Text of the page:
The Shelbyville News
She learned to drive a car from her mother, who
was taught by Indy's first champion, Ray Harroun.
Saturday, February 25, 1995
90-YEAR-OLD DOCTOR A PIONEER
by Jim McKinney, Executive editor
Strong-willed and ahead of her time, Dr. Margaret
L. Newhouse had quit high school as a young girl. But she returned to graduate and go on to become one
of only six women in a class of 100 to graduate from the Indiana School of Medicine in 1932.
That 6 percent female ratio was a record for an IU
class at that time. There were only two women in the class ahead of hers.
On Sunday, Newhouse will be 90 years young, and very
possibly the oldest licensed female physician in Indiana. Her friends and relatives will gather for an open
house in her honor from 2 to 4 p.m. Sunday at the Gwynneville United Methodist Church, where Newhouse has taught
Sunday School for 25 years.
But besides having to discard more calendars than most
ever see, Newhouse remains active and still sees patients at her comfortable home south of Gwynneville.
Admittedly, her eyesight isn't what it used to be although
she still works newspaper crossword puzzles, with the help of a magnifying glass.
But failing vision did force her to discontinue giving
influence immunizations about a year ago. "I had given several dozen flu shots for several years up
until then. But it got to where I couldn't see well enough," Newhouse said. She did not renew
her narcotics license voluntarily a few years ago. "It got too expensive, and I wasn't writing that
many prescriptions," she said.
Patients have been loyal, and most are friends and
neighbors Newhouse has known for years. "I haven't had many patient this winter ... I tell them to stay
home. They don't have any business driving when the roads are as bad as they were several times this winter,"
A Greenfield woman had been dedicated to Newhouse's
practice and wouldn't see anyone else. She was still driving to Newhouse's office past the age of 95.
Newhouse explained that her patient and friend had
been involved in an auto accident and bought a new car. Newhouse said there were "a lot of things she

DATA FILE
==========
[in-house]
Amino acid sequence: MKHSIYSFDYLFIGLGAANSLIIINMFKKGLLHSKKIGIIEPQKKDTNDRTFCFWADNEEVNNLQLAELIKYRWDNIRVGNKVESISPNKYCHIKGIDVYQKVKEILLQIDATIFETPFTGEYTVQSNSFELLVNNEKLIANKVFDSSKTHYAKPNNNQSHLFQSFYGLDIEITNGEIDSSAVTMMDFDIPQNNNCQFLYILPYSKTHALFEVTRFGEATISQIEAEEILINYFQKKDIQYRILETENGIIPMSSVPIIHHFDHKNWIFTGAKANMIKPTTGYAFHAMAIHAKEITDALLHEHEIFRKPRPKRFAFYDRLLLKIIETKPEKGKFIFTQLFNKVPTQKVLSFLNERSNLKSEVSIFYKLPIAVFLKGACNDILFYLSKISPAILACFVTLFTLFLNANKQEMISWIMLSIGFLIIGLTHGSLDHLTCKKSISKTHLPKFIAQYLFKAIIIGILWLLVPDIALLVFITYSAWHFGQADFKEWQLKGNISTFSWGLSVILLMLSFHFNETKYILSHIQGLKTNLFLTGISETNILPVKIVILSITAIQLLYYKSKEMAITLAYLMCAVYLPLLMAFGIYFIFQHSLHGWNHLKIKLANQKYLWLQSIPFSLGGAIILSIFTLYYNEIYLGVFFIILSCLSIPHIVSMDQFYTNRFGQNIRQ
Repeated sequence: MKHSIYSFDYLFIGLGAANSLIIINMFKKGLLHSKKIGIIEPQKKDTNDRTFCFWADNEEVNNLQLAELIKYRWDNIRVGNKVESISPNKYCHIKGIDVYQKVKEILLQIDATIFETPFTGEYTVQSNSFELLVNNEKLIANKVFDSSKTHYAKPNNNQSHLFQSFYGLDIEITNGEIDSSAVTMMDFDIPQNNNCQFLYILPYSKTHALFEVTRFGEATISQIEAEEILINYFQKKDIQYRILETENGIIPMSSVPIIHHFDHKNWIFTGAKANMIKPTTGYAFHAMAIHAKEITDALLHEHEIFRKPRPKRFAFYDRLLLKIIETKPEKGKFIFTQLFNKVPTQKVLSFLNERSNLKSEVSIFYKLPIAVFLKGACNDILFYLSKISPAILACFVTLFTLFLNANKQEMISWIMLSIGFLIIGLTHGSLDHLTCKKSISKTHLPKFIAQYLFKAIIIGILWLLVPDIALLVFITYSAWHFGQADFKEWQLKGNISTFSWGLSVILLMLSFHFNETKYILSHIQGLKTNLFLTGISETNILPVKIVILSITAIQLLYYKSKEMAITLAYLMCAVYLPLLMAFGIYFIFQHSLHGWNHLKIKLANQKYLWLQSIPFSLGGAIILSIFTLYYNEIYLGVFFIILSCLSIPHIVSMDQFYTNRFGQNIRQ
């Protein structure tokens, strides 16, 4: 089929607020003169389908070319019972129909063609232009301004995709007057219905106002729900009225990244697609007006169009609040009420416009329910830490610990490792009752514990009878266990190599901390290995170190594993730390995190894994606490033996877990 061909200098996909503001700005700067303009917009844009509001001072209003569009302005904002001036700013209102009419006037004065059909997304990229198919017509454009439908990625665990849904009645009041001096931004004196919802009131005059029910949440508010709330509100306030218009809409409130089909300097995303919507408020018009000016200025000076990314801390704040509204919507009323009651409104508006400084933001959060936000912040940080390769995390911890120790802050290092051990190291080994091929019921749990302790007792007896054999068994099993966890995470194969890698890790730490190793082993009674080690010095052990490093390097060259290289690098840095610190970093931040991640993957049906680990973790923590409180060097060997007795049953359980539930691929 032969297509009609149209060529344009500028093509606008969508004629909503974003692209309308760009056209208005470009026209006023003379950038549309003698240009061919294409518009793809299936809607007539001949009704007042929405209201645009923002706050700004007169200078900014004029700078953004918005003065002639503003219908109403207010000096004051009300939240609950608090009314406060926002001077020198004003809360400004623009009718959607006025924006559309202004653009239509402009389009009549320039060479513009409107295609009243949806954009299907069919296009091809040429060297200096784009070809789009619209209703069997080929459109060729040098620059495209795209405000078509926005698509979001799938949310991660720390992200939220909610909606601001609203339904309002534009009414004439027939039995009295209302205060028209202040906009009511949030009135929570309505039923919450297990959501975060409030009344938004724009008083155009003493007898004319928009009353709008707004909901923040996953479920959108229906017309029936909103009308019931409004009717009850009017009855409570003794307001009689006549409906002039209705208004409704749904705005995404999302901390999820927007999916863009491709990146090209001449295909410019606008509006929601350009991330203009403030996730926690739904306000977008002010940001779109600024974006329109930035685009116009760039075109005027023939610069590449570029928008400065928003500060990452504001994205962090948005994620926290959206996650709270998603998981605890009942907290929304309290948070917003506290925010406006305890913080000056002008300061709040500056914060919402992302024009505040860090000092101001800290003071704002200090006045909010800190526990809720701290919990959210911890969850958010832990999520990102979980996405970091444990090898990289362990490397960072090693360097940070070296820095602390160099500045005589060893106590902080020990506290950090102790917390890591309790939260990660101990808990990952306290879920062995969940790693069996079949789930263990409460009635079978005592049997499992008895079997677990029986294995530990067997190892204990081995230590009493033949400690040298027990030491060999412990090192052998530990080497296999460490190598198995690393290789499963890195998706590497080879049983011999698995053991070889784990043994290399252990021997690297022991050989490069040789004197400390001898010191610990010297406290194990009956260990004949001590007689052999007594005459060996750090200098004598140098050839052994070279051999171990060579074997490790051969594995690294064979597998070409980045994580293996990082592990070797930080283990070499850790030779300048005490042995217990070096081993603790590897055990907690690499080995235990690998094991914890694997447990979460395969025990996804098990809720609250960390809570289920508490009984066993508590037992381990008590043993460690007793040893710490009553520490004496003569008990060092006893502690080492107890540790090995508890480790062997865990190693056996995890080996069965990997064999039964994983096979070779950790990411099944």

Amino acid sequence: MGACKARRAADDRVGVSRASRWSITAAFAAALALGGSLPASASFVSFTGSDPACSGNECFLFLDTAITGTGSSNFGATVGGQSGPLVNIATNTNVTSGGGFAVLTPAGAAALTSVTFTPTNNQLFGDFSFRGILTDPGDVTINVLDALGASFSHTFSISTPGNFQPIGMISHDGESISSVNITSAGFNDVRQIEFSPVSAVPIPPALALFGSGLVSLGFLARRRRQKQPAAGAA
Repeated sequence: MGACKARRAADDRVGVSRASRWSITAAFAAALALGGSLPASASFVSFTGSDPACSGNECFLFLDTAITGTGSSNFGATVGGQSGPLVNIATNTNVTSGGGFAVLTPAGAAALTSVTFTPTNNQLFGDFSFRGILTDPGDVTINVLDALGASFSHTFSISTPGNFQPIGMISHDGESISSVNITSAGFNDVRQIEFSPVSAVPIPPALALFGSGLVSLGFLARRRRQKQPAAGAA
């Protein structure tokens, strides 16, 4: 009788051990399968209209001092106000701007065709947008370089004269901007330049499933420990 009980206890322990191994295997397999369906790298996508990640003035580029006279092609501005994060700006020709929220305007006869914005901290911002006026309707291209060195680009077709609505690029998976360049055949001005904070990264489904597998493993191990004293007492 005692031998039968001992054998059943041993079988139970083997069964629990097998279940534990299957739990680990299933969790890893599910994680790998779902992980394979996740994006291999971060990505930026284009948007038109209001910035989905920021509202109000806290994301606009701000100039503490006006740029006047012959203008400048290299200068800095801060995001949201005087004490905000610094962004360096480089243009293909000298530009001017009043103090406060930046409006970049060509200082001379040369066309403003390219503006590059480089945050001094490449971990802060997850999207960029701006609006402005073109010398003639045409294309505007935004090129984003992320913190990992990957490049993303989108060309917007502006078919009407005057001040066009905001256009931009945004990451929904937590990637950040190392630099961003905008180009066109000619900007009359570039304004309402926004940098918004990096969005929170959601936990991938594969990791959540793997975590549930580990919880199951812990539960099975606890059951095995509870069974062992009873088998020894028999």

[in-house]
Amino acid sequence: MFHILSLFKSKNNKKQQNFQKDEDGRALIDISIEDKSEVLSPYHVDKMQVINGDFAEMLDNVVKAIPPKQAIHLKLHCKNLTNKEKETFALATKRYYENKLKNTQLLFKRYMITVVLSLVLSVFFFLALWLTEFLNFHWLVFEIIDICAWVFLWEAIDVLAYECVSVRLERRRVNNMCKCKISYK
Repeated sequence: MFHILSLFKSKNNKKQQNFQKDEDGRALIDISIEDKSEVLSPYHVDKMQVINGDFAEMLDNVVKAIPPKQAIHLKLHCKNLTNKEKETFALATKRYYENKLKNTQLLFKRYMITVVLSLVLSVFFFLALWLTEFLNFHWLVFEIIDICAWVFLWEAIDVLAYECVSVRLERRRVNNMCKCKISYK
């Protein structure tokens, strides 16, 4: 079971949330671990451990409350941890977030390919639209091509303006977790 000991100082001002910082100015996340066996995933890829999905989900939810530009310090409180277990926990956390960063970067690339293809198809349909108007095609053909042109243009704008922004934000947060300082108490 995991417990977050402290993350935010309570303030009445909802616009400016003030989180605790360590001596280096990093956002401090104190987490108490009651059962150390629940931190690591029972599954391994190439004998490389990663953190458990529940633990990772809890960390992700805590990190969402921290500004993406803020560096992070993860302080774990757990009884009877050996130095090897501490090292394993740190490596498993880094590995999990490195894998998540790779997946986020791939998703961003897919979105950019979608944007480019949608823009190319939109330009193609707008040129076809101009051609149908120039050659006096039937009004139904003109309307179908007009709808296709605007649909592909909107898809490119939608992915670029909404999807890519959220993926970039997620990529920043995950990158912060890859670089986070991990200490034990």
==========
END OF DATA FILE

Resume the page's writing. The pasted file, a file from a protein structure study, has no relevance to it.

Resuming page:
wasn't familiar with, and I showed her where things were and how they worked."
"Things" like switching on headlights and
turn signals. The friend died about four years ago, at the age of 98.
Newhouse set up practice in Morristown in the fall
of 1933. "There weren't many women doctors then, and I could tell the people were sort of testing me.
They came in for small things at first, then most would come back," said Newhouse.
Office calls in those early years cost $1 and Newhouse
said physicians also included most of the medication in the price.
Delivering a baby cost $25 and most deliveries were
made at home. "And, of course, many occurred late at night and in hard to get to places," Newhouse
She delivered a baby at a Gypsy camp set up near Freeport
southwest of Morristown. Newhouse said the birth went well and she left that night, planning to return the next
morning to fill out the birth certificate. When she came back to the camp site early the next day, the Gypsies
had broken camp and left the area.
Newhouse coped with prejudice early in her career.
"I was in a man's profession and women had to prove themselves," said Newhouse. She said it was
most noticeable while she still was in school.
She went to a small hospital in St. Joseph, Mo., to
complete her internship when central Indiana hospitals wouldn't take a chance on a woman. "I was paid
$50 a month and that was plenty of money to go around," the physician said.
Newhouse is convinced her strong will was inherited
from her mother, Emma Maisoll. "She told me I could go on and be whatever I wanted, and I believed
her," Newhouse said, recalling that her mother was one of the first women to drive a car in Indianapolis,
or in Indiana.
"She learned from Ray Harroun," said Newhouse.
Harroun, winner of the first Indianapolis 500 in 1911, sold Premier Touring Cars for an Indianapolis Premier dealer.
Driving lessons by Harroun came with the car in 1913 since the automobile still was viewed as a new-fangled
contraption that would never replace the horse.
The young doctor would plant her roots in Morristown
where she met, dated and later married an area farmer and businessman, Richard Newhouse.
Richard Newhouse served 14 years in the General
Assembly as a state representative and later a state senator. He was a senator when he died suddenly on Dec.
Dr. Newhouse had discontinued her medical practice
in the early 1940s when her children, James R. Newhouse and Mary Ann (Newhouse) Overman
were born. James Newhouse lives in the Morristown area, and his sister resides in Union City, Tenn., where
she had taught mathematics and genetics at the University of Tennessee. Dr. Newhouse has four grandchildren and
Her physician's license was reinstated after her husband's
death. Dr. Newhouse later opened the physical therapy section at Major Hospital. She retired from the hospital
in 1970, then spent about 17 years with Planned Parenthood in Shelbyville before leaving in 1988.